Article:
BC Judicial Council’s 2020 Annual Report raises fascinating questions. Praised for their transparency, since 1999 the Council’s annual reports have included statistics and demographic information about applicants for appointment as Provincial Court judges and judicial justices. Its recently published 24th report carries on that tradition, providing 2020 statistics and explaining how the Council functioned during the pandemic.
But 2020 marked the Council’s 50th anniversary, and the Report celebrates that milestone by including highlights of its activities over the last five decades, as well as an analysis of trends in applicants’ demographics during the periods for which data is available – around 25 years. And those trends revealed some surprises!
What is BC’s Judicial Council?
The Judicial Council of British Columbia is composed of lay persons, lawyers, and judges. Four of its nine members are appointed by the Lieutenant Governor in Council (the provincial Cabinet). Current appointees include people with policing, business, human resources, and court administration experience. The other members, designated by the Provincial Court Act, are the Chief Judge, an Associate Chief Judge, the president of the Provincial Court Judges’ Association of BC, and two lawyers - the presidents (or their nominees) of the Law Society of BC and the Canadian Bar Association, BC Branch.
When the BC Provincial Court was created in 1969, the Judicial Council was established to keep judges at arm’s length from government. It held its first meeting on August 10, 1970. The Council was given responsibility for screening candidates for appointment, and by 1975 legislation - unique in Canada at the time - said the provincial government could only appoint a judge if they were recommended by the Judicial Council.
The Council’s other responsibilities include:
- overseeing the delivery of education for judicial officers
- maintaining a judicial Code of Ethics
- considering proposals for improving the Court’s judicial services
- undertaking inquiries into the conduct of judicial officers when necessary
Long term trends in applications for appointment
In the last 25 years, BC’s Judicial Council has received an average of 51 applications a year for appointment as a judge and a total of 1,318 applications.
The analysis of long-term trends in the Council’s 50th Anniversary Report includes interesting data on the gender and practice experience of applicants for appointment as a judge.
Regarding applicants’ gender, as this graph shows, the percentage of female applicants for appointment each year since 1995 has increased.
However, that’s not due to an increase in the number of women applying. As shown in this graph, the average number of female applicants per year has been relatively consistent.
What’s the explanation? The average number of male applicants has decreased. It would be interesting to know the reasons for this, and whether other courts have experienced similar trends.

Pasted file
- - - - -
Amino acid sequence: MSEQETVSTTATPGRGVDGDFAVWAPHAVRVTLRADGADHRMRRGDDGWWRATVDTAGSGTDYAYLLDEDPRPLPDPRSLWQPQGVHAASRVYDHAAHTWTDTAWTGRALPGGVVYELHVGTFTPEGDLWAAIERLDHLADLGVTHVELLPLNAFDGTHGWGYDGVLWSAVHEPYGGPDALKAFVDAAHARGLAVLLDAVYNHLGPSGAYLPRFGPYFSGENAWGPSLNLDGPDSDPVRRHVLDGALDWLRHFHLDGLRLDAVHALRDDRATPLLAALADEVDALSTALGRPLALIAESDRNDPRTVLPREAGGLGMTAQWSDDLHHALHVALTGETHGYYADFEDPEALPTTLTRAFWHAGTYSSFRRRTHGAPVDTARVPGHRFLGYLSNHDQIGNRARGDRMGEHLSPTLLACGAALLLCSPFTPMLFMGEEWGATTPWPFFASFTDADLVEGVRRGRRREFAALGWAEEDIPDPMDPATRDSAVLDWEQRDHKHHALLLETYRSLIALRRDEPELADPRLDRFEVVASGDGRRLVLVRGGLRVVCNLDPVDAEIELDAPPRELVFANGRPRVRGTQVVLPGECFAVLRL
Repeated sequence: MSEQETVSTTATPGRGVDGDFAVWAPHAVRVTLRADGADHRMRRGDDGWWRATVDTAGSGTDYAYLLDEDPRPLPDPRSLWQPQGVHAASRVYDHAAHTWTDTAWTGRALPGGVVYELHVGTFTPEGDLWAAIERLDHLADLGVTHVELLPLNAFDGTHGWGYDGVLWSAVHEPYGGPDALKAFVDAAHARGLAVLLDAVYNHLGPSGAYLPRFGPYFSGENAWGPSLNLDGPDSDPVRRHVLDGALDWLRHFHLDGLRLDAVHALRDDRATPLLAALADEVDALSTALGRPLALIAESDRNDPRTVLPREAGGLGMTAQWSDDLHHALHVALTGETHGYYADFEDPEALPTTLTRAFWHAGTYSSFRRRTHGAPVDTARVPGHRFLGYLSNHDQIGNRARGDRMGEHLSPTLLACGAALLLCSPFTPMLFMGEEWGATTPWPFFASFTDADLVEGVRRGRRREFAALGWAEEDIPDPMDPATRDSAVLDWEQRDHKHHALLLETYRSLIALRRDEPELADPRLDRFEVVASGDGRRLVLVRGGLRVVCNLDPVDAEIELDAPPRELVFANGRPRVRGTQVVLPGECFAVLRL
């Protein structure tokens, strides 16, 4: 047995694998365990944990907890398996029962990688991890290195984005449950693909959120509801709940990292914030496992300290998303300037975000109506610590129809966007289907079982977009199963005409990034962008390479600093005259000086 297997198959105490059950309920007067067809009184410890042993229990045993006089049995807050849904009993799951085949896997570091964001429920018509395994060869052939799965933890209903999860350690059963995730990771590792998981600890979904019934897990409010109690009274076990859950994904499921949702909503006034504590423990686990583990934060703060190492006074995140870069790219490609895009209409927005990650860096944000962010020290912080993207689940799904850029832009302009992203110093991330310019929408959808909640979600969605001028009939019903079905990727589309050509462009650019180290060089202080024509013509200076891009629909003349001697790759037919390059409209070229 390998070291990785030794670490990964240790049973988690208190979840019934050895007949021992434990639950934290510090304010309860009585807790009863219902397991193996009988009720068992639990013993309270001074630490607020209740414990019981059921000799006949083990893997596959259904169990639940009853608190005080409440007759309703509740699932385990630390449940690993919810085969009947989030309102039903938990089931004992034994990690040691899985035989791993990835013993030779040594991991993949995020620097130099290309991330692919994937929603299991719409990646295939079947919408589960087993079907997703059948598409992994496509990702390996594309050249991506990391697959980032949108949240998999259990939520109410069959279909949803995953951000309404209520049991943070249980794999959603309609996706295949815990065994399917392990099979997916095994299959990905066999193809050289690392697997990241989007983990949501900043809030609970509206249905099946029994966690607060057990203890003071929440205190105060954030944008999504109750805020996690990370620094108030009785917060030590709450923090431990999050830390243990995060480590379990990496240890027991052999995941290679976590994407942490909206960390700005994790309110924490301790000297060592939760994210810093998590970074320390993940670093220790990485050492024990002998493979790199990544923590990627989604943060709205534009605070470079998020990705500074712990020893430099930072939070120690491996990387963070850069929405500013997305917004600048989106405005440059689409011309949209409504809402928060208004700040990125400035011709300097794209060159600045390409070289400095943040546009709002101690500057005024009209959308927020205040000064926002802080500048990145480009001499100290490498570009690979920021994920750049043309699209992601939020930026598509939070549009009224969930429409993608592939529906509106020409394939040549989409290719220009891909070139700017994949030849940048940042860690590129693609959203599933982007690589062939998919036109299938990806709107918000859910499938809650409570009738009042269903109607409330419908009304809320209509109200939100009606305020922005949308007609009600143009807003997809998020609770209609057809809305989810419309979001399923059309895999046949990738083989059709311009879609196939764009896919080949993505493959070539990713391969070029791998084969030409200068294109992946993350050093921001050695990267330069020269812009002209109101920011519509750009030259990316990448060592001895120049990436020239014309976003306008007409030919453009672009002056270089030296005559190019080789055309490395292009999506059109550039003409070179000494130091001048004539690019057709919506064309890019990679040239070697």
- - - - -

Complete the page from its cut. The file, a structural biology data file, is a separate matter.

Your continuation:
As for applicants’ experience working as lawyers, during the last 25 years, on average, 62% of judicial applicants' experience was in private practice, 24% as Crown counsel, and 14% from other areas of legal practice.
But as this graph shows, the percentage of applicants from private practice has declined over time while the percentage of Crown counsel has increased.
But the increase in the percentage of Crown applicants doesn’t result from an increase in the number of Crown counsel applying. It results largely from a decrease over time in the number of applicants coming from private practice. Again, it would be interesting to know the reasons for this decrease, and whether other courts have experienced similar trends.
Report’s other highlights
The report also contains highlights of the Council’s 50 years of dedication to ensuring exceptional judicial service by the Provincial Court of British Columbia. A decade-by-decade timeline provides ample evidence of the BC Judicial Council’s stature as a Canadian leader in its field. It includes not just the establishment of an independent appointment process in the 1970s, but:
- adoption of a judicial Code of Ethics in 1976, making the BC Provincial Court the first in Canada to have one
- a progressive approach to judicial education, encouraging initiatives by the Court’s judges to use adult education techniques and introduce social context and diversity programs to Canadian judicial education in the 1980s
- a commitment to transparency and accountability, through publication of annual reports since 1996, and applicants’ demographic information since 1999
- ongoing efforts to encourage diverse applicants to seek appointment to the Court
- adoption of online application forms in 2017, creating the first judicial application process in Canada to replace all paper forms and documents
In addition to historical information, the 2020 report reveals how the Council continued its work during the COVID-19 pandemic. It also contains some interesting photographs – including group photos of Councils since 2009 and casual photos of current Council members.
Associate Chief Judge Susan Wishart, Alternate Presiding Member, Judicial Council of BC
Read the Judicial Council of British Columbia’s Annual Report 2020.